“The first this to understand about the KT event is that is was absolutely enormous: an asteroid (or comet) six to 10 miles in diameter streaked through the Earth’s atmosphere at 25,000 miles an hour and struck the Yucatan region of Mexico with the force of 100 megatons -the equivalent of one Hiroshima bomb for every person alive on Earth today. Not a pretty scenario! “

Let’s see ... 100 megatons = 100 x 10^6 / 12.5 x 10^3 (Hiroshima bomb yield) = 10,000.

Correct me if I’m wrong here, but 10,000 does not quite equal 6,000,000,000.

Maybe they meant gazilliatons?


9 posted on 09/26/2009 10:22:45 PM PDT by Daniel II (I'm Jim Thompson, this is my brother Jimmy, and this is my other brother Jimmy)
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To: LibWhacker
Scientists postulate that Earth possibly experienced a large meteor or comet entering the Earth atmosphere and detonating in the sky over the North American continent about 12,000 years ago. It was that gigantic explosion that ended the reign of the large mammals (e.g., the wooly mammoth and the saber-toothed tiger) in North America and drastically altered human population movements.

Today, a land impact of a 100-meter diameter meteor or comet will cause ENORMOUS long-term damage, not only will we have the shockwave from the impact (both through severe ground shaking and the gigantic air blast effect), but the impact will kick up a huge amount of dirt and rocks that will rain down potentially a couple of thousand miles away--and the debris will be a hotter than the melting point of lead. Such an impact will cause essentially a nuclear winter as all the impact debris thrown up in the air severely cuts the amount of light from the Sun possibly for a couple of years.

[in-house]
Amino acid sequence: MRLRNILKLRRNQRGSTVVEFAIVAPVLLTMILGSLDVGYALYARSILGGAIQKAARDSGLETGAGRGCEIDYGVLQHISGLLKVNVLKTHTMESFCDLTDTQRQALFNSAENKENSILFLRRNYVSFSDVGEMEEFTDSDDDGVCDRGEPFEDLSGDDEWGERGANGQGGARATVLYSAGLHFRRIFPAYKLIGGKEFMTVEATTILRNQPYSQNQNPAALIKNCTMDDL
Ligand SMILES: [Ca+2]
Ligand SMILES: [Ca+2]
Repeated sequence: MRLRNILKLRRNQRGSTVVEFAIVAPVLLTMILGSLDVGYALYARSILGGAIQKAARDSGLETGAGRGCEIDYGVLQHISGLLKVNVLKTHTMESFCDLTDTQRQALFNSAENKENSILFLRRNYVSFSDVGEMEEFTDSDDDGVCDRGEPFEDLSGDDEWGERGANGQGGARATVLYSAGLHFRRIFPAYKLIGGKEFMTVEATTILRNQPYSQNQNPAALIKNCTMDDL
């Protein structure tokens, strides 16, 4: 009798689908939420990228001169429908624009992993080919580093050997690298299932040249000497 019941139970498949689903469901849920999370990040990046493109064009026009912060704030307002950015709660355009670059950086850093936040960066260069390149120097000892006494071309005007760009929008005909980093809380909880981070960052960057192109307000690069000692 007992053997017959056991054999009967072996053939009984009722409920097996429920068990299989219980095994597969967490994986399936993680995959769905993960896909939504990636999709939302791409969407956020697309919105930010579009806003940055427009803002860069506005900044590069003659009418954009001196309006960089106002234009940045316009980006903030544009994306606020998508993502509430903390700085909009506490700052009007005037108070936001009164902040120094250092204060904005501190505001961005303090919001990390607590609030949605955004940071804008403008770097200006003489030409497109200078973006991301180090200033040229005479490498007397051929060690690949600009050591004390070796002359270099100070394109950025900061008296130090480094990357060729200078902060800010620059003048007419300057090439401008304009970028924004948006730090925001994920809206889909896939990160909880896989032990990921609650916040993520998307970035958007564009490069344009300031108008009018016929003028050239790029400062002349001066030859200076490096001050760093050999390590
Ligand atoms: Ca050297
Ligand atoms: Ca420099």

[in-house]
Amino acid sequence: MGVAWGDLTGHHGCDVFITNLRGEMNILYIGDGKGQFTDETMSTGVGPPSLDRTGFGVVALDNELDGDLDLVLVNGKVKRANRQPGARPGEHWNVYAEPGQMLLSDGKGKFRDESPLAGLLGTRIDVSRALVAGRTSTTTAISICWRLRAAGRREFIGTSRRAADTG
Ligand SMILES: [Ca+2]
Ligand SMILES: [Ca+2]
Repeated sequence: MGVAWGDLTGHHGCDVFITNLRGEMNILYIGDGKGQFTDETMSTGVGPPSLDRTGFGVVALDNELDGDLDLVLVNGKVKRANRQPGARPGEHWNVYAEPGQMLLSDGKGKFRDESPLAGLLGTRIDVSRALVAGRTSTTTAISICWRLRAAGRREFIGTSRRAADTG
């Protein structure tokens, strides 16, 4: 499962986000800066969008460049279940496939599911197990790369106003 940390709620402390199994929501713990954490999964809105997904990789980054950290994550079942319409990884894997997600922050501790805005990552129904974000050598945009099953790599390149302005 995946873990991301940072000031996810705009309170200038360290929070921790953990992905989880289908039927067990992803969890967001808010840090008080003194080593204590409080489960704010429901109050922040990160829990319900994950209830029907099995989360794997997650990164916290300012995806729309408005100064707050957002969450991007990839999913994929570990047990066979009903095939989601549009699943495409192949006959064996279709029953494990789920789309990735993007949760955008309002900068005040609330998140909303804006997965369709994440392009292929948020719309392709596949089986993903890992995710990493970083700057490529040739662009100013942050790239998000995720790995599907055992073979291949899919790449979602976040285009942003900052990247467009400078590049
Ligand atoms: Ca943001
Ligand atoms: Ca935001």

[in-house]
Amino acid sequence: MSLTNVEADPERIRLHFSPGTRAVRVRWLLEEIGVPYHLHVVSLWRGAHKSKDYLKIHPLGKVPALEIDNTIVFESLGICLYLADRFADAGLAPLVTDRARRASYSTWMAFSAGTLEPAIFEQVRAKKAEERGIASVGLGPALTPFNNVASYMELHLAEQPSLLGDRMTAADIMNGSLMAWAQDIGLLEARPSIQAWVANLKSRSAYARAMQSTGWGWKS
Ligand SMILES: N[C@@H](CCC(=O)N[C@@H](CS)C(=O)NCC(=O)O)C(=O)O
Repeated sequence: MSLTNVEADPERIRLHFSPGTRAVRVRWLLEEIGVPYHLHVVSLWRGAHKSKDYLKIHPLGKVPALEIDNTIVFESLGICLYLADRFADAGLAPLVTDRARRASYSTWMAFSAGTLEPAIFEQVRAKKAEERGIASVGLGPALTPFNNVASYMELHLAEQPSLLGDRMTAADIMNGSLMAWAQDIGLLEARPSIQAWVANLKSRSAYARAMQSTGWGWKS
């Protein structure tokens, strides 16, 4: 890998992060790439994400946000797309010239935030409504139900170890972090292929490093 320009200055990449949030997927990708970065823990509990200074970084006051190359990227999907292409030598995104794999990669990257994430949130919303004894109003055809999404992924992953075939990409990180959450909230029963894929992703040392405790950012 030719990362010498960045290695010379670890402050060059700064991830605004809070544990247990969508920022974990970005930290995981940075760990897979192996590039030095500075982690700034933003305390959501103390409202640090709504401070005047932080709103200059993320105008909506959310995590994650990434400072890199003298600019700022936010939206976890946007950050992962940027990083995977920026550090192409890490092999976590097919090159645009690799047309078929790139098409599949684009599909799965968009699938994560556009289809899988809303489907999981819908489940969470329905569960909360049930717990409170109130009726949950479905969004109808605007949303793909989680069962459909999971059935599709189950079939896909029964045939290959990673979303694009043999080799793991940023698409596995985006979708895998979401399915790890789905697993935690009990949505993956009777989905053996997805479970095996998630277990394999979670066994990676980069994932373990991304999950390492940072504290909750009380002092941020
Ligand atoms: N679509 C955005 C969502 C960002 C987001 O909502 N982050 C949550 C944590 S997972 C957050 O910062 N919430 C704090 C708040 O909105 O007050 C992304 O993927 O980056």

10 posted on 09/26/2009 10:39:22 PM PDT by RayChuang88 (FairTax: America's economic cure)
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To: Daniel II
100 million megatons = 100 x 106 megatons
= 108 x 106 tons
= 1014 tons

20 kilotons = 2 x 104 tons

Go!

11 posted on 09/26/2009 10:50:23 PM PDT by LibWhacker
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To: LibWhacker

Ah ... now that makes sense. But it’s not how the article was writen. Went to wiki. They say 100 million megatons, too.


12 posted on 09/26/2009 11:11:46 PM PDT by Daniel II (I'm Jim Thompson, this is my brother Jimmy, and this is my other brother Jimmy)
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To: Daniel II

written ... whatever.


13 posted on 09/26/2009 11:12:18 PM PDT by Daniel II (I'm Jim Thompson, this is my brother Jimmy, and this is my other brother Jimmy)
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To: Daniel II
Yes, 100 million megatons is the estimate most scientists currently put on that event. So there's no disagreement between this article and Wiki on that score. That's enough for (approximately) one Hiroshima-sized bomb for every man, woman and child on Earth. That is,

1014/(2x104) = 5 x 109.

More if you use 12.5 kilotons for Hiroshima. Or perhaps this talk was 10 years ago and Hawking was using 20 kilotons for Hiroshima. I've always heard 20 kilotons. In any event, way more than 10,000.

14 posted on 09/27/2009 12:07:03 AM PDT by LibWhacker
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To: LibWhacker

Agreed. But the articles says “100 megatons,” hence my comment.